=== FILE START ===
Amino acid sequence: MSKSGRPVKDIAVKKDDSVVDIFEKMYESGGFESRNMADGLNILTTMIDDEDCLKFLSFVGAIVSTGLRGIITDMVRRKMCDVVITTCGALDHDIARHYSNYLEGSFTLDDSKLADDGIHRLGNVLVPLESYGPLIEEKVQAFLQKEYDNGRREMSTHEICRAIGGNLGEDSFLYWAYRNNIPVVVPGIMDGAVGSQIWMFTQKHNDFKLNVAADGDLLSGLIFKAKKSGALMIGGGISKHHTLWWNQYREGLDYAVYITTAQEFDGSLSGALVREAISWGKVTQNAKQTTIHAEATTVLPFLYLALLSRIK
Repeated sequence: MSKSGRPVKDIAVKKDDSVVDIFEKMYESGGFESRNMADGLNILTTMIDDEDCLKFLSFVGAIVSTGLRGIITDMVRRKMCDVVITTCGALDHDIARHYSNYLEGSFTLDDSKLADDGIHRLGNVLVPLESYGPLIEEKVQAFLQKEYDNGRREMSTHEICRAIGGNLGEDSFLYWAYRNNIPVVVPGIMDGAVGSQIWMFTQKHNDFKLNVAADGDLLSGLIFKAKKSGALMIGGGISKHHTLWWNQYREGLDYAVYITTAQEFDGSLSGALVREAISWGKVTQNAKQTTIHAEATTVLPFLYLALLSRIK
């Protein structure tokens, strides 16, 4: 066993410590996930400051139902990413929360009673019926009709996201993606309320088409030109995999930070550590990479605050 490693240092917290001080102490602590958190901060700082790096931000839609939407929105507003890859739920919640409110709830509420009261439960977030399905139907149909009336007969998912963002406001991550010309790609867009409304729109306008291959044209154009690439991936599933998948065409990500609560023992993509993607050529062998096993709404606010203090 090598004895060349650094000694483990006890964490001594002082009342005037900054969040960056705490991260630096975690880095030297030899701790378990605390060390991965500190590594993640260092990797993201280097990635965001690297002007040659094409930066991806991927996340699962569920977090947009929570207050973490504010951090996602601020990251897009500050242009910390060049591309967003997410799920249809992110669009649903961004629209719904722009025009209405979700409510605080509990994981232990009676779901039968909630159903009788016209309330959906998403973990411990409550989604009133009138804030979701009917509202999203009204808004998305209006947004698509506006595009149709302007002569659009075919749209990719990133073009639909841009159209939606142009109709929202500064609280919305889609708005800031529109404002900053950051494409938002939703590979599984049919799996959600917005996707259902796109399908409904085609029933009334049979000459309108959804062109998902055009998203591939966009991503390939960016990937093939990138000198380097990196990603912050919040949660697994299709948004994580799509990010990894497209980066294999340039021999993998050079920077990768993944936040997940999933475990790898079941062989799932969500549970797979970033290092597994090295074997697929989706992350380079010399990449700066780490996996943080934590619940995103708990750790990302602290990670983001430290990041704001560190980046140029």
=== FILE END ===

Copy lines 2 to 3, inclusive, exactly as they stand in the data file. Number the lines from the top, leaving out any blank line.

Repeated sequence: MSKSGRPVKDIAVKKDDSVVDIFEKMYESGGFESRNMADGLNILTTMIDDEDCLKFLSFVGAIVSTGLRGIITDMVRRKMCDVVITTCGALDHDIARHYSNYLEGSFTLDDSKLADDGIHRLGNVLVPLESYGPLIEEKVQAFLQKEYDNGRREMSTHEICRAIGGNLGEDSFLYWAYRNNIPVVVPGIMDGAVGSQIWMFTQKHNDFKLNVAADGDLLSGLIFKAKKSGALMIGGGISKHHTLWWNQYREGLDYAVYITTAQEFDGSLSGALVREAISWGKVTQNAKQTTIHAEATTVLPFLYLALLSRIK
């Protein structure tokens, strides 16, 4: 066993410590996930400051139902990413929360009673019926009709996201993606309320088409030109995999930070550590990479605050 490693240092917290001080102490602590958190901060700082790096931000839609939407929105507003890859739920919640409110709830509420009261439960977030399905139907149909009336007969998912963002406001991550010309790609867009409304729109306008291959044209154009690439991936599933998948065409990500609560023992993509993607050529062998096993709404606010203090 090598004895060349650094000694483990006890964490001594002082009342005037900054969040960056705490991260630096975690880095030297030899701790378990605390060390991965500190590594993640260092990797993201280097990635965001690297002007040659094409930066991806991927996340699962569920977090947009929570207050973490504010951090996602601020990251897009500050242009910390060049591309967003997410799920249809992110669009649903961004629209719904722009025009209405979700409510605080509990994981232990009676779901039968909630159903009788016209309330959906998403973990411990409550989604009133009138804030979701009917509202999203009204808004998305209006947004698509506006595009149709302007002569659009075919749209990719990133073009639909841009159209939606142009109709929202500064609280919305889609708005800031529109404002900053950051494409938002939703590979599984049919799996959600917005996707259902796109399908409904085609029933009334049979000459309108959804062109998902055009998203591939966009991503390939960016990937093939990138000198380097990196990603912050919040949660697994299709948004994580799509990010990894497209980066294999340039021999993998050079920077990768993944936040997940999933475990790898079941062989799932969500549970797979970033290092597994090295074997697929989706992350380079010399990449700066780490996996943080934590619940995103708990750790990302602290990670983001430290990041704001560190980046140029």